Pet Birds Are Family, Too

I just read an Associated Press poll that found that “Americans consider pets part of the family.” Before you say, “No duh,” there were a couple of interesting findings. For example, single women were more likely to consider pets as full members of the family (66 percent of single women do, compared to 46 percent of married women who do). Not sure exactly what’s up with men, but they were less likely to consider their pet as a full member of the household.

Of course, most of the respondents were dog and cat owners, which might explain this finding: “While just 19 percent had bought an outfit for a pet, 43 percent felt their pet had its own ‘sense of style.’” But then again, I do see my birds of having a certain styles, even though no clothing is involved. Conure Ollie is always eager to join in, no matter the crowd, so his style is classy; he’s more Gap than Goth. Cockatiel Gracie kind of marches to his own drummer, so I imagine he’d be partial to gamer attire, perhaps opting for extravagant capes to really look grand when he struts in front of his mirror.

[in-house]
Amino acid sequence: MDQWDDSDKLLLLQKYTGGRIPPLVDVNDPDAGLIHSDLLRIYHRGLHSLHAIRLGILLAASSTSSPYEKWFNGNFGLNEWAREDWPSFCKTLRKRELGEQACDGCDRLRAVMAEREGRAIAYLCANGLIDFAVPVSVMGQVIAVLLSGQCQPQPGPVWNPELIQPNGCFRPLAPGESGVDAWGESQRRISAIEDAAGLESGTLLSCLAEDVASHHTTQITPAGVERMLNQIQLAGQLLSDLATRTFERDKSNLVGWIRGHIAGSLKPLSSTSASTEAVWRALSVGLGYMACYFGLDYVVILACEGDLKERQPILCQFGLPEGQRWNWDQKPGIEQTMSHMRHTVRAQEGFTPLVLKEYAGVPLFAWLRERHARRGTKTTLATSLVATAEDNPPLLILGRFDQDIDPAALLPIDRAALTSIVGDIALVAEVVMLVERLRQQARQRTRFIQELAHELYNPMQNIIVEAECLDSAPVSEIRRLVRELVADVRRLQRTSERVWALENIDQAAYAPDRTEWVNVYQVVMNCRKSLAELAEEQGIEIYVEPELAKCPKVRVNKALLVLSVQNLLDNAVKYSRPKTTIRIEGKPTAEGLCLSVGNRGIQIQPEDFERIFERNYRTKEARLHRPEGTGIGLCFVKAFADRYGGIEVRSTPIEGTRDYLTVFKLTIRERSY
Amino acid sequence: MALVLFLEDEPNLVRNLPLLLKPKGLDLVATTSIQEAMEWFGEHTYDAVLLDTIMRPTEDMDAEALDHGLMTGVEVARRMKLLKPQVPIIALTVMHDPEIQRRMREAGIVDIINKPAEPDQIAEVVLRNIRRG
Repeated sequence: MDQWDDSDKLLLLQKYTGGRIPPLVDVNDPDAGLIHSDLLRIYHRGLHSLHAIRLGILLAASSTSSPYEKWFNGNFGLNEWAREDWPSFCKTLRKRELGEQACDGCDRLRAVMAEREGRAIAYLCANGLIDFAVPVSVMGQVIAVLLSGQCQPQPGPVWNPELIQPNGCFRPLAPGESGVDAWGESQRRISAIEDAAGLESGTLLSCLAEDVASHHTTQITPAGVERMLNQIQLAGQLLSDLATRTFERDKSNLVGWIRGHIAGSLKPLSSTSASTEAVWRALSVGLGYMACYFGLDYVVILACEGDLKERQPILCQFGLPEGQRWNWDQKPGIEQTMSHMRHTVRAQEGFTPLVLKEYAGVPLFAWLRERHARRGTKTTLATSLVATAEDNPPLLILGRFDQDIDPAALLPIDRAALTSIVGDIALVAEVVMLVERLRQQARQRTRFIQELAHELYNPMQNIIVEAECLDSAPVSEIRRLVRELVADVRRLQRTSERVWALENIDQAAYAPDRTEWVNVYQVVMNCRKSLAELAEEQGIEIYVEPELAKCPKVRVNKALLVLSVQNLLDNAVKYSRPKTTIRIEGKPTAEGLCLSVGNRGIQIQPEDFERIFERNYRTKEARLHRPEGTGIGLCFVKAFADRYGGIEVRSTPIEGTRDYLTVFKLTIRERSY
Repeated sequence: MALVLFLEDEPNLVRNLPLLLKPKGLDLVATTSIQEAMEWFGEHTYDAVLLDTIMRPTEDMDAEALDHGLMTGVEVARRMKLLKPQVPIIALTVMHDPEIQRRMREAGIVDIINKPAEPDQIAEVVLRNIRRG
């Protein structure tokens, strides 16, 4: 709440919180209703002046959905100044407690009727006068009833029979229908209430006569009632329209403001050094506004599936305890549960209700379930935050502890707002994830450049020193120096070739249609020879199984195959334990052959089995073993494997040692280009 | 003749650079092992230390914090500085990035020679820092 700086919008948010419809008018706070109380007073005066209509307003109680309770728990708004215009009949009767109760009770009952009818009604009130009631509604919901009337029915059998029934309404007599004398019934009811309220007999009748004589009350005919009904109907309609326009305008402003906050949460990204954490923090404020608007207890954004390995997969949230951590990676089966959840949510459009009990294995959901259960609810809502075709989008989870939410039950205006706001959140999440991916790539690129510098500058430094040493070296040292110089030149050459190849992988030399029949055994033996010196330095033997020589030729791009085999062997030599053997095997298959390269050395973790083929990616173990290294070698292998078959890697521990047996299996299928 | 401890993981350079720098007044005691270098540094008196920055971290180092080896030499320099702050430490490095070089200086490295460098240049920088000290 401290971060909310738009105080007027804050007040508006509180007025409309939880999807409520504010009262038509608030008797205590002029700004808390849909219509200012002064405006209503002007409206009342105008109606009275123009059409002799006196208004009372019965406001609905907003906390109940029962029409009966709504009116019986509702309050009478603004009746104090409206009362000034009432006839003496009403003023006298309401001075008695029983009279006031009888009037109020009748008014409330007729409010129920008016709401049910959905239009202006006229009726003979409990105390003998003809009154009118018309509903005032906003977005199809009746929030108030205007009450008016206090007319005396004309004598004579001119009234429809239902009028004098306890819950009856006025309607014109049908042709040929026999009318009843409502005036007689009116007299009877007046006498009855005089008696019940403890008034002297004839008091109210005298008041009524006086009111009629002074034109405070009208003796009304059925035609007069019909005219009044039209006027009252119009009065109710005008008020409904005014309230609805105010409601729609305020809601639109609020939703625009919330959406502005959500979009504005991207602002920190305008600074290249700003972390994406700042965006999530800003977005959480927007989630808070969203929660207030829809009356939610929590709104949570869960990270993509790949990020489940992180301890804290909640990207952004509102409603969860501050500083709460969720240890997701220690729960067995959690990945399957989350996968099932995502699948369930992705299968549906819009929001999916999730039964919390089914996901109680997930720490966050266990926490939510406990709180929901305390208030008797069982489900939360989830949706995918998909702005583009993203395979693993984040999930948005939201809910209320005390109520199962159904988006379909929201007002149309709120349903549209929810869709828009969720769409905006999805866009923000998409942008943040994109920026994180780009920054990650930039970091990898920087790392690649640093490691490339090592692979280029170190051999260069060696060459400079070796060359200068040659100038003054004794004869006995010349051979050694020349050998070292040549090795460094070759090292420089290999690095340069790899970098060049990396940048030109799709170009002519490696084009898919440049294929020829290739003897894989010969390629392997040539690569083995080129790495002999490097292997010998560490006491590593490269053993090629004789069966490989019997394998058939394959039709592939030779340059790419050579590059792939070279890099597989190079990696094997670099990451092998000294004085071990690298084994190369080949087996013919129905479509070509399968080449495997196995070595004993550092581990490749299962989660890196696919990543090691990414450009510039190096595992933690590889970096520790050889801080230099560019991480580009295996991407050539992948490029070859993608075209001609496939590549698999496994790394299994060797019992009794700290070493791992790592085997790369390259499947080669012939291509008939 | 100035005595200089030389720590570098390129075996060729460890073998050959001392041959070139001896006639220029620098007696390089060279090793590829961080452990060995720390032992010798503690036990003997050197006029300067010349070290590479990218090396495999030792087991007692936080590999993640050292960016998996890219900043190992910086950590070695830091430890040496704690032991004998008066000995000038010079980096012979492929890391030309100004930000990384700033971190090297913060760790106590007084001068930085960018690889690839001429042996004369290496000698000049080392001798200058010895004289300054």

No matter their style, my birds are part of the family, and in many ways, they even rule the roost. A couple years ago, BIRD TALK asked readers if they felt like they were home alone when it was just them and their bird. The majority of owners believed they weren’t. Not surprising, especially when you consider the fact that birds can talk back to their owners.

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